Meteorology is not only concerned with weather forecasting, but also with the study of various weather phenomena. An interesting and dangerous event occurred on July 5, 2022 in South Dakota, USA. Instead of the usual gray sky heralding the start of a storm, thousands of Americans saw the extraordinary green sky phenomenon, basically clouds. It was a harbinger of severe thunderstorms with hail, heavy rain and winds, with the roar of hurricanes also descending. Why did the sky turn green?
A green sky indicates an increased risk of hail. South Dakota in the USA. Photo: TT jkarmill
Thunderstorms passed through South Dakota in the afternoon. They brought torrential rain and hail. Some of the hailstones were the size of tennis balls. The unusual shade accompanying the storms was noticeable. Instead of the typical gloomy gray sky, the green color looked a lot like the image of night vision goggles.
Green sky effect during storms in South Dakota, USA, July 5, 2022
Experts have not fully understood the cause of this phenomenon. Interestingly, yellow-green skies before a storm are common in some parts of the world and completely absent in others. Observations show that the timing of severe storms, usually supercells, is important. This usually happens in the late afternoon hours, when the angle of the sun’s rays increases, and then the red color of the sky prevails during sunset, and the blue color of the sky prevails during the day. Then the red shade meets blue, and as a result, green begins to dominate. The impending storm provides a dark background and begins to make up for that greenish or yellowish tinge.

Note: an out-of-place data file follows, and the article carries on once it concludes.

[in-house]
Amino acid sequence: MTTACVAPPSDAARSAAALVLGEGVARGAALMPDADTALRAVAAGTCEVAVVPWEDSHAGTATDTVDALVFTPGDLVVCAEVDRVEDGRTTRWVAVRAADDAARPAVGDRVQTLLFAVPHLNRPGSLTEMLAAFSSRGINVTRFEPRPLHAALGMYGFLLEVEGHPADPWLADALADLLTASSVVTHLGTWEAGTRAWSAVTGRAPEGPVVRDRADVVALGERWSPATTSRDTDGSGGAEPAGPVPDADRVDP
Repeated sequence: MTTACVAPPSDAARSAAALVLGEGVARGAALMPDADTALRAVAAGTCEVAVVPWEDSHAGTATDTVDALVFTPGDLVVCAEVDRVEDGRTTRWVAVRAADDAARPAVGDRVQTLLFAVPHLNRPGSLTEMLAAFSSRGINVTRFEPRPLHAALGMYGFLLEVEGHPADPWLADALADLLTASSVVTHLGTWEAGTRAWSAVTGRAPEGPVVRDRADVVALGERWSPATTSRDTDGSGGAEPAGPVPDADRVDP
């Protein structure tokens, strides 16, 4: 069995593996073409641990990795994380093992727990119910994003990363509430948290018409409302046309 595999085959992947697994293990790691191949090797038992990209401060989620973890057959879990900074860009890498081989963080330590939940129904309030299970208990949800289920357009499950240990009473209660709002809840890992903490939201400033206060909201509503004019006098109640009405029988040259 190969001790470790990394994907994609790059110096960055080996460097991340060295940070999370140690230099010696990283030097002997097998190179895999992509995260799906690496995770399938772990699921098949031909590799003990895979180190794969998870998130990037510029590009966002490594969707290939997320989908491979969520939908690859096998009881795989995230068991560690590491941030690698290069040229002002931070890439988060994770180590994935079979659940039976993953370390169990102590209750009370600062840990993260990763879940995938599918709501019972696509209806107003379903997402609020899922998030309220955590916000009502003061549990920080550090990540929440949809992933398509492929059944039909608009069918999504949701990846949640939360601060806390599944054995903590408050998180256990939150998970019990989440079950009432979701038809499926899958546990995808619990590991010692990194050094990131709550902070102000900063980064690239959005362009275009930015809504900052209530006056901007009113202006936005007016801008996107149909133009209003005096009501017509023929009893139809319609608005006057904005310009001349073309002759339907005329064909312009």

The green tint of Supercell is coming with a hailstorm. South Dakota, USA, July 5, 2022
The light under a high thundercloud usually appears blue due to scattering of water droplets, but when blue light shines with the red light of a sunset, it can become greener and greener. Another factor that can cause this color is hail, as scattering of light on ice hailstones can cause this effect.
Gradzina, which fell in South Dakota, USA during the passage of storm giant cells with a green tint from the sky. Photo: FB Extreme Weather World
Storms and torrential hail were accompanied by hurricane winds. There were 154 km/h in Huron, 146 km/h in Ajara, 140 km/h at Ray Heights and 136 km/h at Lake Wall. This phenomenon was eventually classified as a dogwood, that is, a broad and long-lasting gust of wind.
A green storm occurs in Sioux Falls, South Dakota
Sioux Falls, strong winds, cold and idiots trying to get home before it hits. I’m one of those stupid people but I’m back home. pic.twitter.com/pGM38Gg77T
– Mhor Rioghain (@morrighansaoirs) 5 July 2022
The intense green color associated with a dangerous storm in the United States is really impressive. In short, this kind of sky shadow and storm clouds portend the arrival of storms with rain and heavy hail, but also with the risk of very strong winds, even with the strength of a hurricane.
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